In recent years, de-risking has become a common practice among financial institutions worldwide. Some institutions take on the role of withdrawing funds, while others are left with limited leverage and resources to ensure the continuity of their client’s international operations.   

For decades, globalisation has forced smaller banks to depend on and collaborate with major players. However, due to various reasons such as high costs of maintaining relationships, prudential requirements, concerns related to anti-money laundering (AML) and countering the financing of terrorism (CFT), and the possibility of reputational risk, a de-risking tendency has emerged. 

This tendency has become particularly noticeable with the onset of the COVID-19 pandemic, followed by the Russia-Ukraine war. The negative effects of this trend have been especially harsh on the financial sector and related areas of developing economies, such as Armenia.

The economic consequences of declining correspondent banking relations are another major setback for world trade and the global economy. It must be noted that trade finance is particularly vulnerable to de-risking.

Once the global players leave an emerging market, the infrastructure is recalled leaving the connection between the local and cross-border counterparties on unfavourable terms. This eventually poses a real threat of disruption in commodity markets and supply chains, which in turn will have a negative impact on financial stability and progress worldwide.

As a working alternative to termination of any relationship, we see open communication aimed at the mitigation of detected or presumed risks, for instance: 

  • In cases where the termination of a partnership is motivated by profitability concerns, the partner bank could be afforded an opportunity to cover the relevant charges and costs. This can be achieved by increasing their business volumes or paying higher maintenance fees.
  • If concerns are for prudential requirements, then direct communication with central banks aimed at the review of underlying legislation and regulations may overlay the way out; 
  • If KYC/AML/CFT measures are still found to be insufficient, conducting an external compliance audit may be necessary.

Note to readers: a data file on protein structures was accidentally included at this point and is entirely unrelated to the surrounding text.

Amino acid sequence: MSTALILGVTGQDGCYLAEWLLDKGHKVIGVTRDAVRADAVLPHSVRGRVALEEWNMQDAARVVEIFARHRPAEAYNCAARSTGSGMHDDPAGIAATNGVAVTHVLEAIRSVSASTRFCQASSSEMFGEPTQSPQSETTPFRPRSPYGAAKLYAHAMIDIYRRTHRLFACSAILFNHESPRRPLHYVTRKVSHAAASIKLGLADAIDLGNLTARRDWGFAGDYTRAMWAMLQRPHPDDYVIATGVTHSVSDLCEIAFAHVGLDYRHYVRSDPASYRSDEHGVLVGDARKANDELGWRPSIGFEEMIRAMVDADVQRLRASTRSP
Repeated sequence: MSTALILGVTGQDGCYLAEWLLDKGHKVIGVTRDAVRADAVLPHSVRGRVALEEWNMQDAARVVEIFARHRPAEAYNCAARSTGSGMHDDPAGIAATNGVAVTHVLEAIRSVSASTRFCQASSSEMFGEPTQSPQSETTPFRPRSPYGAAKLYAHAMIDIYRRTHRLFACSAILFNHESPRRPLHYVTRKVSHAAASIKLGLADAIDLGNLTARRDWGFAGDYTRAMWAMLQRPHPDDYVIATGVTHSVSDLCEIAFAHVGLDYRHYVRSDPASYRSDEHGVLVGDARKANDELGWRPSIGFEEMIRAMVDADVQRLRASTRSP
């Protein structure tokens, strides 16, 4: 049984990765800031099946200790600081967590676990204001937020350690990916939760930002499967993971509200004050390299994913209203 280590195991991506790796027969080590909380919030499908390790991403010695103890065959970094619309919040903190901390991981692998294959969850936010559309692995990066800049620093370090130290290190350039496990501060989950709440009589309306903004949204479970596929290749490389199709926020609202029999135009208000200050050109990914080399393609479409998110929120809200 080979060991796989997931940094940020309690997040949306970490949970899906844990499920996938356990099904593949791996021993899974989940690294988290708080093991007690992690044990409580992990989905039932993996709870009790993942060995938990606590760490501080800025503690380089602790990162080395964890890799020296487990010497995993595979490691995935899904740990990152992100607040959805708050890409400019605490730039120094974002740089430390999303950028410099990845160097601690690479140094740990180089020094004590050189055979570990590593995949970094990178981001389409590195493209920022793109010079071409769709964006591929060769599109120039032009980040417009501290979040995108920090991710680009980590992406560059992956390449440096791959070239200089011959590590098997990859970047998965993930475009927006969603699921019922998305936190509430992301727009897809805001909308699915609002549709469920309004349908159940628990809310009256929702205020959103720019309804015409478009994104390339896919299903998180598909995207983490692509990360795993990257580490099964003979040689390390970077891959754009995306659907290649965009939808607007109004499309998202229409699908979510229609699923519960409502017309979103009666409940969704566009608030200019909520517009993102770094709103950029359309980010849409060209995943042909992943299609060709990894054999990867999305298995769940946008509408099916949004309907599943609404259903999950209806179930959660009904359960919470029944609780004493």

• This can be carried out by a big four, or other specialised entity that can identify fundamental gaps in the field and provide targeted recommendations to address the findings. Such an audit can be helpful not only for the specific relationship in question but can also establish an aspirational compliance benchmark for all local players, promoting the reorganisation and heightening of predetermined standards in the market.
risk management

The key remains with communication, once the communication starts counterparties can often find an agreeable solution.

However, it is necessary to remember that any situation has also its reverse side. And as history has often shown necessity is the mother of innovation and can often provide new opportunities for all parties. With the aforementioned, we can detect two basic upshots of de-risking in emerging markets. 

The first trend we observe is the rapid growth and expansion of fintech and payment platforms, which fill the void left by the withdrawal by large players. These platforms often offer lower maintenance fees and operational charges, which is advantageous for local players seeking access to global remittances and the ability to conduct their business uninterrupted. 

However, a major challenge is whether these platforms are able to ensure sufficient implementation of KYC, AML and CFT measures for proper procedural reviews during onboarding and constant due diligence of activities. Insufficient controls in these areas may lead to fraudulent transactions, money laundering, and breaches of sanctions, resulting in lawsuits, heavy financial penalties, and even imprisonment.   

And secondly, in today’s digital age, we anticipate an emergence of a special category of fintechs  that not only automate the trade processes, but also implement smart tools. These tools will conduct initial KYC procedures based on the provision of standard documentation, AML screening and checks, and adverse media monitoring. Outsourcing this function to a trustworthy fintech partner can assist in building a resilient and robust KYC, AML, and CFT compliance system that is adaptable to rapidly evolving market conditions.